During this period of Sam Peckinpah's life, it was reported he suffered from
alcoholismand drug addiction. His four previous films, " Cross of Iron" (1977), " The Killer Elite" (1975), " Bring Me the Head of Alfredo Garcia" (1974) and " Pat Garrett & Billy the Kid" (1973), had struggled at the box office and the director needed a genuine blockbuster success. [cite book |first=David |last=Weddle|authorlink= David Weddle| title="If They Move...Kill 'Em!"| publisher=Grove Press |year = 1994|pages=514. ISBN 0-8021-3776-8] Unhappy with the screenplay written by B.W.L. Norton, Peckinpah tried to encourage the actors to re-write, improvise and ad-lib their dialogue, with little success. [cite book |first=David |last=Weddle|authorlink= David Weddle| title="If They Move...Kill 'Em!"| publisher=Grove Press |year = 1994|pages=515. ISBN 0-8021-3776-8] In another departure from the script, Peckinpah attempted to add a new dimension to the film by casting a pair of black actors as members of the convoy including Madge Sinclairas Widow Woman and Franklyn Ajayeas Spider Mike. [cite book |first=Garner |last=Simmons|authorlink= Garner Simmons| title=Peckinpah, A Portrait in Montage| publisher=University of Texas Press |year = 1982|pages=232. ISBN 0-292-76493-6] The director's health became a continuing problem, so friend and actor James Coburnwas brought in to serve as second unit director. Coburn directed much of the film's footage while Peckinpah remained in his on-location trailer. [cite book |first=David |last=Weddle|authorlink= David Weddle| title="If They Move...Kill 'Em!"| publisher=Grove Press |year = 1994|pages=515. ISBN 0-8021-3776-8]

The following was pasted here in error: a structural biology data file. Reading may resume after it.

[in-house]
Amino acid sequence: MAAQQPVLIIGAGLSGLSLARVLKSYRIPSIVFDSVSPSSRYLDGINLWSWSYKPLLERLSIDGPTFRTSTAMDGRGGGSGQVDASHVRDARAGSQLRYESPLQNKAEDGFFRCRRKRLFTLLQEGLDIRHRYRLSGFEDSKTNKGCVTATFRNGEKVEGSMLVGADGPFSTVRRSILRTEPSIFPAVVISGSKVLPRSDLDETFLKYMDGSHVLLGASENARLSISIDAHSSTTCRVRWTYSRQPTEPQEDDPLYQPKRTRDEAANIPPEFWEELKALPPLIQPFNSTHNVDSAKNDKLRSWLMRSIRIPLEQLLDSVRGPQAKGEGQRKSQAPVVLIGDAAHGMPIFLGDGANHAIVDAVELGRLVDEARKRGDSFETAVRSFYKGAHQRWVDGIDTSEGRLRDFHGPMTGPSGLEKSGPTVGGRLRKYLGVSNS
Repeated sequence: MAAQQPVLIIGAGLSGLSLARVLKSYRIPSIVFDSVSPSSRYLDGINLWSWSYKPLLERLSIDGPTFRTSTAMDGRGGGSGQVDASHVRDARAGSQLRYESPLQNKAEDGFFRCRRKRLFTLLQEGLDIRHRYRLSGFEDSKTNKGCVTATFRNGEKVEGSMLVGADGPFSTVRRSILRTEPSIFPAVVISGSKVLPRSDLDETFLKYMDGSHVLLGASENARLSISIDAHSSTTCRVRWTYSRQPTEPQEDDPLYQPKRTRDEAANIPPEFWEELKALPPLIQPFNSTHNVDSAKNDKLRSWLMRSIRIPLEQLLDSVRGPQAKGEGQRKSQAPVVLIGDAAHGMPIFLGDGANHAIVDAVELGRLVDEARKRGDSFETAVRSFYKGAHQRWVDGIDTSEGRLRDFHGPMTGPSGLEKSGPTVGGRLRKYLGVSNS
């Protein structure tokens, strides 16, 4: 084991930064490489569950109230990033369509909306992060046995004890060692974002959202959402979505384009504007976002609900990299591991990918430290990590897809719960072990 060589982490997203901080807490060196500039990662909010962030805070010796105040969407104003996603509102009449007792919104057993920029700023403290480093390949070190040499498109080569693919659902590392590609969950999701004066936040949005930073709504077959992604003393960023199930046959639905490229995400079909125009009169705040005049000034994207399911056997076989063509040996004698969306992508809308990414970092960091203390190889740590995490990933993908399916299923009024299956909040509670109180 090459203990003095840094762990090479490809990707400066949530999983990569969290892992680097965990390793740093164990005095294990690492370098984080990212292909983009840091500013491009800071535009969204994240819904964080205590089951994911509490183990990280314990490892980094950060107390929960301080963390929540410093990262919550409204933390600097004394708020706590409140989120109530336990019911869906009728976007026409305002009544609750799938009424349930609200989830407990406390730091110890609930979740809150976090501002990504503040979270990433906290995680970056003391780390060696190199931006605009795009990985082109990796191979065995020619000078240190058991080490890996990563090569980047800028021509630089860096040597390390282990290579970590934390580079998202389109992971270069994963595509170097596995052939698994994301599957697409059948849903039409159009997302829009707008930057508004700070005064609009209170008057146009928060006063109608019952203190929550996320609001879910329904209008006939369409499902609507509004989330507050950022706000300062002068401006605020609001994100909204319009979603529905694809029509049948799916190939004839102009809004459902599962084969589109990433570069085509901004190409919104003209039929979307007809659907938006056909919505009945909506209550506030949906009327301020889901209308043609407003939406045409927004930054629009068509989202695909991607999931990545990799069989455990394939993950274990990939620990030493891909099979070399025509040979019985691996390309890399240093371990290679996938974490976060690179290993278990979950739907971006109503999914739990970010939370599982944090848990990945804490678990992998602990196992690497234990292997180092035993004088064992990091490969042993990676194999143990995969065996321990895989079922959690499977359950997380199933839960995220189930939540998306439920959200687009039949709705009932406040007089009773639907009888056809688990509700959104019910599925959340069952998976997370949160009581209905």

The picture finished 11 days behind schedule at a cost of $12 million, more than double its original budget. Surprisingly, "Convoy" was the highest-grossing picture of Peckinpah's career, notching $46.5 million at the box office. But his reputation was seriously damaged by rumors of increasingly destructive alcohol and
cocaineabuse. Peckinpah would make just one more film, "The Osterman Weekend" in 1983, before his death the following year. [cite book |first=David |last=Weddle|authorlink= David Weddle| title="If They Move...Kill 'Em!"| publisher=Grove Press |year = 1994|pages=517-518. ISBN 0-8021-3776-8]
Peckinpah has a cameo as a sound gaffer during an interview scene. [cite web |title=Internet Movie Database, Trivia for "Convoy" |work=imdb.com |url=http://www.imdb.com/title/tt0077369/trivia |accessdate=2007-07-20] Rubber Duck's
truckis generally represented in the movie as a 1977Mack RS786LST [ [http://www.stlouisdumptrucks.com/convoy9-04b_003.htm Trucks from the film "Convoy"] ] .
This film going round the cinemas in Britain started a massive lasting wave of illegal
CB radiouse in Britain, leading eventually to CB radio becoming legal in Britain.
*"Convoy" by C.W McCall
*"Cowboys Don't Get Lucky All The Time" by
*"Don't It Make My Brown Eyes Blue" by
*"I Cheated On A Good Woman's Love" by
Billy "Crash" Craddock
*"Okie From Muskogee" by
*"Southern Nights" by
Blanket on the Ground" by Billie Joe Spears
*"Keep On The Sunny Side" by
*"Walk Right Back" by Annie Murray
* [http://thehighhat.com/Nitrate/002/bottom_shelf_convoy.html Review by Scott Vondoviak]
* [http://www.convoytm.com Convoy The Movie]
* [http://www.cw-mccall.com C.W. McCall: An American Legend]
* [http://www.stlouisdumptrucks.com/ConvoyMackTruck/index.html The Trucks from Convoy]